Civil Rights

Teen activists launch Silence is Violence: 401 in Woonsocket

“We’re not stopping,” said Jaliyah Joseph, one of the organizers. “The momentum isn’t going to stop, the energy isn’t going to stop. We are the voices for the community and we are willing to use our voices. We’re not standing down whatever the obstacle.“ About three dozen people gathered in River Island Park in Woonsocket on Sunday to hold a
Photo for Teen activists launch Silence is Violence: 401 in Woonsocket

Published on July 13, 2020
By Steve Ahlquist

We’re not stopping,” said Jaliyah Joseph, one of the organizers. “The momentum isn’t going to stop, the energy isn’t going to stop. We are the voices for the community and we are willing to use our voices. We’re not standing down whatever the obstacle.


About three dozen people gathered in River Island Park in Woonsocket on Sunday to hold a moment of silence for George Floyd, who was murdered by police in Minneapolis in May, sparking a wave of protests around the world against police violence. Sustaining the protests and turning them into a political movement capable of systemic change is now the task of thousands of organizers, including high school students Zainabou Thiam and Jaliyah Joseph, who organized the event in Woonsocket.

Thiam and Joseph were among those who organized previous protests for Black lives in Woonsocket.


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Following the moment of silence organizers conducted some demonstrations about what having privilege in America looks like, and participants of all ages, race and gender, sexuality and religion exchanged stories about what having, or not having, means to people in their lives.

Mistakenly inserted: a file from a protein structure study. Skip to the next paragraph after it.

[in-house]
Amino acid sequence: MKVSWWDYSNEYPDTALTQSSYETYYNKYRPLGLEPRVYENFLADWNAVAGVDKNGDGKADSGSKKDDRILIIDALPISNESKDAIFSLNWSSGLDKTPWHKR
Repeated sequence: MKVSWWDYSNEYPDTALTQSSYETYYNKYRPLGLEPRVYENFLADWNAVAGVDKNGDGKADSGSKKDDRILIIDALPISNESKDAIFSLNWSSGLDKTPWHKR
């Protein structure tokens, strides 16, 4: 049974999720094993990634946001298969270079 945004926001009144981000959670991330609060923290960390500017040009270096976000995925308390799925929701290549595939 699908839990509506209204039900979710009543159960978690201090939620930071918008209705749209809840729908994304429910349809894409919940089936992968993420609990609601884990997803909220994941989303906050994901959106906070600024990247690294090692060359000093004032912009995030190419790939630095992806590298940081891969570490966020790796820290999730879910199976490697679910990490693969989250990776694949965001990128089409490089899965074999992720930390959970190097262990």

I spoke with Jaliyah Joseph and Zainabou Thiam, founders of Silence is Violence: 401, after the event.

“We wanted to show people their privilege. We wanted people to get an understanding of what privilege is and what it looks like,” said Thiam. “This was a big conversation starter. Yes, this was our smallest showing, but it was really good because people engaged with each other and started conversations, and that’s the best way to cancel out ignorance and learn something new.”

“Learning about each other’s stories and learning about the next person – whether they have a different skin tone than you, a different religion, a different sexuality – it’s more about knowing the people in your community and getting more together,” added Joseph. “That’s one of our main goals: Bringing the community together. There’s no need for division.”

As for next steps, “We have a meeting with the Mayor this week,” said Thiam. “And in that meeting we’re going to go over how can you work with us? How can we help you help us?”

“Tell her some of our personal goals for the community and present a ten-point agenda which we created,” added Joseph. “How can we work with you to accomplish it for the community?”

Woonsocket Mayor Lisa Baldelli-Hunt is running for re-election against Woonsocket City Council Vice president Jon Brien, so now is an opportune time fro the young activists to reach out.

Silence is Violence: 401 is also partnering with Gen Z We Want to Live, a Providence based youth organized group as part of their 7 Days and 7 Cities series of protests. Starting on July 19 in Cumberland at 3pm, and then at the same time every day for seven days and in seven different Rhode Island cities and towns, there will be youth led protests for Black lives. More details avialable here.

“We’re not stopping,” said Joseph. “The momentum isn’t going to stop, the energy isn’t going to stop. We are the voices for the community and we are willing to use our voices. We’re not standing down whatever the obstacle.”

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